An Italian musical term used to describe an effect usually found in Baroque-period music where the composer has a note on every quaver (or comparable rhythm eg. semiquaver, triplet quaver, etc.) so as to give a feeling of perpetual motion (it doesn't have to be the smallest rhythmic value - there is still moto perpetuo even if there are semiquavers, provided that the quavers never stop). Most often, this continues until the piece's final chord.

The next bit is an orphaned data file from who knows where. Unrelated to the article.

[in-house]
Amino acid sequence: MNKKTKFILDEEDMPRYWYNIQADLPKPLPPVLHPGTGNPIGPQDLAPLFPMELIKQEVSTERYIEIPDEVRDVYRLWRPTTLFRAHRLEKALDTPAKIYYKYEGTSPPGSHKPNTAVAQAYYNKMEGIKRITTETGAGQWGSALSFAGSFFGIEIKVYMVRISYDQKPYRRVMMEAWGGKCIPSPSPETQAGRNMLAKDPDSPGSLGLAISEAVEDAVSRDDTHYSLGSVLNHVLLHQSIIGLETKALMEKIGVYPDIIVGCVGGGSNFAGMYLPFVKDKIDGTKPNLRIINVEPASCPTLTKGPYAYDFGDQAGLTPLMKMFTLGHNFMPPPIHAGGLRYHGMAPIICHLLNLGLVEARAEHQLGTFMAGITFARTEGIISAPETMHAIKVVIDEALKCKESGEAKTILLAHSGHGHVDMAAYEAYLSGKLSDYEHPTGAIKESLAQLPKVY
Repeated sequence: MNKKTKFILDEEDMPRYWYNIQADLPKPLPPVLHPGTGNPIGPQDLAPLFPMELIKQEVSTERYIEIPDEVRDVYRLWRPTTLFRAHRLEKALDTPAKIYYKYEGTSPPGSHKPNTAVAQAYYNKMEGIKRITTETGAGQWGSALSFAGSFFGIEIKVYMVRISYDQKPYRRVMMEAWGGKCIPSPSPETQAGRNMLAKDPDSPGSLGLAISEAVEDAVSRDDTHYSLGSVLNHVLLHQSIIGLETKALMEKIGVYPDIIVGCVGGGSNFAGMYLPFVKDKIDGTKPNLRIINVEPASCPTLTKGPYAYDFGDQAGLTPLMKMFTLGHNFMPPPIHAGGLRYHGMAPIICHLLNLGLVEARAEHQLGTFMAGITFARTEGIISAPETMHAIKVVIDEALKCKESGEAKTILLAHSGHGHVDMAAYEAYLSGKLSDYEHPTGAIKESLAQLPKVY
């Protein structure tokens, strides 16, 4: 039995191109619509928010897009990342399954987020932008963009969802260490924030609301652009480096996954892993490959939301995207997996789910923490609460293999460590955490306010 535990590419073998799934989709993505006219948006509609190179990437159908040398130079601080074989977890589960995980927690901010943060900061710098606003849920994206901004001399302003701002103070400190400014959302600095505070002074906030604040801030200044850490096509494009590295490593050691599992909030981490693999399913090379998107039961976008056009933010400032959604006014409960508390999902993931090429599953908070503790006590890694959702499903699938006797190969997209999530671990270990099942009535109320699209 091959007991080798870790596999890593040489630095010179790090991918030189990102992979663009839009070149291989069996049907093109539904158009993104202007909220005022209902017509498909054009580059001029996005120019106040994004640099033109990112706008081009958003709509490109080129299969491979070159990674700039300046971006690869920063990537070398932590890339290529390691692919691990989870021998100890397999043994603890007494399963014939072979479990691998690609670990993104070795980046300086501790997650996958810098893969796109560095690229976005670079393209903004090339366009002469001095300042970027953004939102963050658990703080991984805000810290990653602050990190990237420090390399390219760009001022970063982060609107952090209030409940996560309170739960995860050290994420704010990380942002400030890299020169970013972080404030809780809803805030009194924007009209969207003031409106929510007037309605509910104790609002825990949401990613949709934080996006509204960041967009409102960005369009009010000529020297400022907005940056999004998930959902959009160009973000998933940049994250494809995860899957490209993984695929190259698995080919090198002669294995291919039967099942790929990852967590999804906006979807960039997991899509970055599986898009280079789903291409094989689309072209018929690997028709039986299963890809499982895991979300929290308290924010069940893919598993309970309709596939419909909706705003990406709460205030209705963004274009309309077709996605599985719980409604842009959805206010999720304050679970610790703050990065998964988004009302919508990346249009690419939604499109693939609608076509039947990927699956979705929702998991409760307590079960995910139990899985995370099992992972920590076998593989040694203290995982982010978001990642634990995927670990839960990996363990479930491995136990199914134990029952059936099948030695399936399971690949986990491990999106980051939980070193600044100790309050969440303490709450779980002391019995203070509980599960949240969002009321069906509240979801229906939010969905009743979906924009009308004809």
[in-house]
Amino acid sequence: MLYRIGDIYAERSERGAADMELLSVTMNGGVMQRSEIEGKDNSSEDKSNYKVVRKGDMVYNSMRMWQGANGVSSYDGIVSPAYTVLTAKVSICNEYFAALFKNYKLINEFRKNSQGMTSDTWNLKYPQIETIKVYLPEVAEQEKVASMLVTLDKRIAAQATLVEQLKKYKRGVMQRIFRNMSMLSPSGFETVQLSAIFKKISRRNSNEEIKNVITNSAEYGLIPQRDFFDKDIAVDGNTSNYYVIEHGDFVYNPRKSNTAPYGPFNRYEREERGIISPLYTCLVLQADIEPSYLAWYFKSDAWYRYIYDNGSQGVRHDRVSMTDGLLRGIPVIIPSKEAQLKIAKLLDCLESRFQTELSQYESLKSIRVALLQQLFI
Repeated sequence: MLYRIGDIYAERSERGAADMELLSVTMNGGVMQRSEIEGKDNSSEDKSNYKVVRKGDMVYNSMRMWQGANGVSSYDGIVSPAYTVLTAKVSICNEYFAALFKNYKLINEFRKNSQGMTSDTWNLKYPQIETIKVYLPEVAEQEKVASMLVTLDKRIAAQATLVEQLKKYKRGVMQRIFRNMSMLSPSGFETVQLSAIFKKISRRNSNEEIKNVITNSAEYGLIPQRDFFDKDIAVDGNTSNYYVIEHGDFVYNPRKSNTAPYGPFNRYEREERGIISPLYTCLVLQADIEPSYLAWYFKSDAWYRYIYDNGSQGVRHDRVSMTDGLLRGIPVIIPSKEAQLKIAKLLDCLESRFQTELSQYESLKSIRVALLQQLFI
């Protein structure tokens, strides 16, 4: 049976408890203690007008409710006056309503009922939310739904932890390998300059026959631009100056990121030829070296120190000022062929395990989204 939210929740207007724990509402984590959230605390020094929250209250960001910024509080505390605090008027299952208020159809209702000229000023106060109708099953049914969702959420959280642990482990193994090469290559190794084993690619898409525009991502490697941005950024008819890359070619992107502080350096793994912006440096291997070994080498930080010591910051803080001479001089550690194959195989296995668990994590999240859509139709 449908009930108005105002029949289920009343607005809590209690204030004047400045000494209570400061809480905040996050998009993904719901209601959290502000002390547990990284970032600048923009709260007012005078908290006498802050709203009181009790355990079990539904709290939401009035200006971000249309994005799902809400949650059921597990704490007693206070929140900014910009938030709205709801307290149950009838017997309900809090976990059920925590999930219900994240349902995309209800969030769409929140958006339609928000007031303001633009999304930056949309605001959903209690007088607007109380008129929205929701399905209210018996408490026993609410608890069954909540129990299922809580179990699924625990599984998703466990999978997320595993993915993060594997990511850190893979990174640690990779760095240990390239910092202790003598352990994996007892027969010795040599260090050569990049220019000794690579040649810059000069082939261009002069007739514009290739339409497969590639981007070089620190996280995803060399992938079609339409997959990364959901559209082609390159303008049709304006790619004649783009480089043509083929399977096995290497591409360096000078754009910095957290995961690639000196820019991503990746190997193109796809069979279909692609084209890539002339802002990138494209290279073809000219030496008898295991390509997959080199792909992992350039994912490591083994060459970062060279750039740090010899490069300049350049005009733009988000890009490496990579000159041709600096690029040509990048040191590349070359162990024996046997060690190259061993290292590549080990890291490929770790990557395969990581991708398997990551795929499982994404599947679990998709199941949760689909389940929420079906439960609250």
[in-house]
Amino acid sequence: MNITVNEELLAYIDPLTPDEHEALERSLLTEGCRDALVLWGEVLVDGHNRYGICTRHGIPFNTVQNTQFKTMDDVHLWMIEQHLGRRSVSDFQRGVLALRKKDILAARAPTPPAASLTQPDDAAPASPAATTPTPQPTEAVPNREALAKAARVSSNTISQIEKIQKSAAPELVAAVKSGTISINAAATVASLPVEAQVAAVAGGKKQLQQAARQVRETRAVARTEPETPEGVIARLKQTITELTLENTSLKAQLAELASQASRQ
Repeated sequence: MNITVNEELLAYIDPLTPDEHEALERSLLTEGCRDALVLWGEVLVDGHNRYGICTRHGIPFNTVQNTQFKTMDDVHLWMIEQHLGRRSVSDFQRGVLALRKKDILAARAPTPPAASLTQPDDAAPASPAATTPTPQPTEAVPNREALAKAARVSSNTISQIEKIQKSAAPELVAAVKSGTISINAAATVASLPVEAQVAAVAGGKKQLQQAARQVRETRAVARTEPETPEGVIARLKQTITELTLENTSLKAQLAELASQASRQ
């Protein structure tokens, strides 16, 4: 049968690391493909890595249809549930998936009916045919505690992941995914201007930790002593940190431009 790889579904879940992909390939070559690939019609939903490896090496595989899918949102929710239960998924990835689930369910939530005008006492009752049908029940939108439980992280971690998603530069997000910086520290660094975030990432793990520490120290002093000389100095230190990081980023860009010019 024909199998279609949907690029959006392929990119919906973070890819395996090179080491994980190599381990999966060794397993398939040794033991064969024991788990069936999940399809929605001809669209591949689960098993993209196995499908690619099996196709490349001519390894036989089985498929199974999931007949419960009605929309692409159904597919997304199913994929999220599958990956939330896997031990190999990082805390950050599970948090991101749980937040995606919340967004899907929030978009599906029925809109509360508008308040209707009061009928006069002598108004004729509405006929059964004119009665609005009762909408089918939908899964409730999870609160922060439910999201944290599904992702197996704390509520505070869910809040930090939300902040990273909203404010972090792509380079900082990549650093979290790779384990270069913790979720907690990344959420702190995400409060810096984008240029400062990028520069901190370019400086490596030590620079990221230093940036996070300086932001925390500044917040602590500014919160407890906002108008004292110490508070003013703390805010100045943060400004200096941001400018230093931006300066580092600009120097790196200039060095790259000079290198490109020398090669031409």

Used to great effect by masters such as Bach (1685-1750), for example in the first movement of his Brandenburg Concerto no. 4. Also used by Debussy (1862-1918) in the Passepied of Suite Bergamasque.